Saturday, June 30, 2018

What's New? Stacking the Shelves ALAAC18

Oh! The riches! I returned home from ALAAC18 Tuesday evening with a checked suitcase that was three pounds over the 50 lb. limit for checked bags. I removed three books and avoided a hundred dollar fee. My carry on wasn't weighed but was stuffed with books, so these three got stuffed in my backpack, which already had three airport reads, my computer and a gift for my husband. I also received this message from the friendly TSA:

It was nearly 50 pounds of books and dirty laundry folks. Nothing to see here!

Here's a photo of most of the books I received from many very generous publishers. There are a couple of doubles which I am shipping to my friend e.E. Charlton-Trujillo, who runs the non-profit, Never Counted Out, which gets books into the hands of at-risk kids. The website doesn't appear to be functional, but you can connect with them on Facebook.

I am so excited to read every one of these book. I've already read Winger and Killer of Enemies but had to pick them up as they both have been stolen permanently borrowed without being checked out. Both authors chuckled over that.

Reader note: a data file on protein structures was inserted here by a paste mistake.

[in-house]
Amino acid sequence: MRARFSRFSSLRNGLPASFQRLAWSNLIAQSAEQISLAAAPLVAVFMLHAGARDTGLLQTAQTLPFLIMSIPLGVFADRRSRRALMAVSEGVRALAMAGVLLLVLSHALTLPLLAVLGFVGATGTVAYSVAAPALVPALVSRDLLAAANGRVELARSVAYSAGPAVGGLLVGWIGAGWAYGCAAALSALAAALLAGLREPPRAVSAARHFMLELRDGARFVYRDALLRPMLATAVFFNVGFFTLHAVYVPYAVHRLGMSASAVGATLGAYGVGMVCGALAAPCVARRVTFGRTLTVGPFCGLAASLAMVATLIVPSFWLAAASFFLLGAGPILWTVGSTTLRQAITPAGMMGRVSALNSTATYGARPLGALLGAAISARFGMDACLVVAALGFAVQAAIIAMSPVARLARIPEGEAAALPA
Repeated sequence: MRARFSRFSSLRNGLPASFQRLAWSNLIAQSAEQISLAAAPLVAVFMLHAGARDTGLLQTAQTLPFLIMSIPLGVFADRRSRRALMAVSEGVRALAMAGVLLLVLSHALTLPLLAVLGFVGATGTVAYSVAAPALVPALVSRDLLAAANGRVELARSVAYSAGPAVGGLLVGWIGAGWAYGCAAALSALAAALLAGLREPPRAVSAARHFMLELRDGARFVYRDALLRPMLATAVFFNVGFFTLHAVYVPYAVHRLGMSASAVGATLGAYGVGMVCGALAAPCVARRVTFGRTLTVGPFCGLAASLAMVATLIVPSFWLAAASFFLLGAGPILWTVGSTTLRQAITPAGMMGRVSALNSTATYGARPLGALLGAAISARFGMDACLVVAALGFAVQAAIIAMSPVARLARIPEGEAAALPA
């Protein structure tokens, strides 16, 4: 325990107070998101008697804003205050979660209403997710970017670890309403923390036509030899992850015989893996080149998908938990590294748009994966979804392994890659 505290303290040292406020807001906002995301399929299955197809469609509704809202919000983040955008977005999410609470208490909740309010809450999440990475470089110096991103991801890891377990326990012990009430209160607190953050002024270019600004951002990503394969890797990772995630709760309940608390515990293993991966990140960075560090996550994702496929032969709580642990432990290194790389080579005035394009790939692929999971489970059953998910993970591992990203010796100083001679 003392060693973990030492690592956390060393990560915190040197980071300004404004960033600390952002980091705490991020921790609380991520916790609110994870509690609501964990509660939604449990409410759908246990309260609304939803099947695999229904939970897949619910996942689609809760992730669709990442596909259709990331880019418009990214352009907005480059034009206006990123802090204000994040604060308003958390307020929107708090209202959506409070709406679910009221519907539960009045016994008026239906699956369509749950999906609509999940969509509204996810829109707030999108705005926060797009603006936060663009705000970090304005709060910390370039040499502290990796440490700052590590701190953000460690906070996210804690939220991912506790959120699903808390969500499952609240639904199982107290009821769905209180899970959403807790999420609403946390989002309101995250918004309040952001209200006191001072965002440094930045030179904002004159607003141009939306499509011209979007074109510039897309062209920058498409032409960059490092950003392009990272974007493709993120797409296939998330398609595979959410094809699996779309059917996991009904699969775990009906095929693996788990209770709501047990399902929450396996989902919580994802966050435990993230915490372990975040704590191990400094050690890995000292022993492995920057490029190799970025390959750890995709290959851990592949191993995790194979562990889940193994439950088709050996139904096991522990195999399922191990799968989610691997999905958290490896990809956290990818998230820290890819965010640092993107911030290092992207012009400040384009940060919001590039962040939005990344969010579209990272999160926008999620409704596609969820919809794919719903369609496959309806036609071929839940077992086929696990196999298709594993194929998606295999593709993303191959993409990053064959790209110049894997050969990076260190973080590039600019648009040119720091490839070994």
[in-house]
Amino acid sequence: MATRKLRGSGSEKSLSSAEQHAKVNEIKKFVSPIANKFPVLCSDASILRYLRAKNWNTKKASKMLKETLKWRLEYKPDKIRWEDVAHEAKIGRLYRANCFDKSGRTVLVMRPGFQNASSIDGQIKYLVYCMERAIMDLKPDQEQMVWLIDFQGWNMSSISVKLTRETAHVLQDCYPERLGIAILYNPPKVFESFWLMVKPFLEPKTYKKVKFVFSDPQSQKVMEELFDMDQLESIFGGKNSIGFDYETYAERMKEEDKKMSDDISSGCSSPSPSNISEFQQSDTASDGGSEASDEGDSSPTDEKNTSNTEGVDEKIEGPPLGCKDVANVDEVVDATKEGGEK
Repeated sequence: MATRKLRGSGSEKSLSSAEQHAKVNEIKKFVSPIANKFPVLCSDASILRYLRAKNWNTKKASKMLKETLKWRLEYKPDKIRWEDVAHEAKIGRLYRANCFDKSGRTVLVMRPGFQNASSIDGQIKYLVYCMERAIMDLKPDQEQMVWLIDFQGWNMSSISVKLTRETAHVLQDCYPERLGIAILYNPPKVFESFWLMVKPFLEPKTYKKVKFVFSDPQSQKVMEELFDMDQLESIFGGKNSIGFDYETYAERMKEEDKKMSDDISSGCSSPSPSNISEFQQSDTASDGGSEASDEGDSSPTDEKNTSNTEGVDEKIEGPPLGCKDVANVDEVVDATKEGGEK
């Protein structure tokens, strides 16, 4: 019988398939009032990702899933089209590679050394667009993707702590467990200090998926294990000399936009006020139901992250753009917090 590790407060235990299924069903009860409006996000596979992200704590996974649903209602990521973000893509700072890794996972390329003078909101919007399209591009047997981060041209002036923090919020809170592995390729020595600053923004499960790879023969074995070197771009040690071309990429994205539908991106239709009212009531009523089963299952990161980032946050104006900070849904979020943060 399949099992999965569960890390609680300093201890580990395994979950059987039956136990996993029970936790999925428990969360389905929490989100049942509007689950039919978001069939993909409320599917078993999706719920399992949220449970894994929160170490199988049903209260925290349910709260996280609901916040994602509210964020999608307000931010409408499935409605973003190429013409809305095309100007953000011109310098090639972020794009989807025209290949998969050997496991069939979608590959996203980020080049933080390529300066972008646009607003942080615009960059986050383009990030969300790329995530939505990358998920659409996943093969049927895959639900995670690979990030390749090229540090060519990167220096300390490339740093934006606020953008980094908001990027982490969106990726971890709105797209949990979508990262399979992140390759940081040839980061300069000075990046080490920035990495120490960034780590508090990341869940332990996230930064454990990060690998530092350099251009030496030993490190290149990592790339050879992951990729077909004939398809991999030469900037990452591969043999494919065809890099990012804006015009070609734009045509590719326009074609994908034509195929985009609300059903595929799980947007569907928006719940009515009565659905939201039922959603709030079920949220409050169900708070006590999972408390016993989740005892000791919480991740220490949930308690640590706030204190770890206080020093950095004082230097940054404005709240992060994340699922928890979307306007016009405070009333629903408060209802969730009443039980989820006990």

I checked in at my school on Wednesday to tie up some end-of-year paperwork since I missed the last to days of school to attend ALA. I discovered a package from Candlewick! Squee!

Lost Soul, Be at Peace by Maggie Thrash. 190 p. Candlewick Press, October 9, 2018. 9780763694197.

Publisher synopsis: A year and a half after the summer that changed her life, Maggie Thrash wishes she could change it all back. She’s trapped in a dark depression and flunking eleventh grade, befuddling her patrician mother while going unnoticed by her father, a workaholic federal judge. The only thing Maggie cares about is her cat, Tommi . . . who then disappears somewhere in the walls of her cavernous house. So her search begins — but Maggie’s not even really sure what she’s lost, and she has no idea what she’ll find. Lost Soul, Be at Peace is the continuation of Maggie’s story from her critically acclaimed memoir Honor Girl, one that brings her devastating honesty and humor to the before and after of depression.

Born Scared by Kevin Brooks. 244 p. Candlewick Press, September 11, 2018. 9780763695651.

Publisher synopsis: Elliot has lived his first thirteen years confined to his home, incapacitated by fear. Now he’s out of pills, snow is falling, and his only safe person is missing. A terrifying thriller from Carnegie Medalist Kevin Brooks.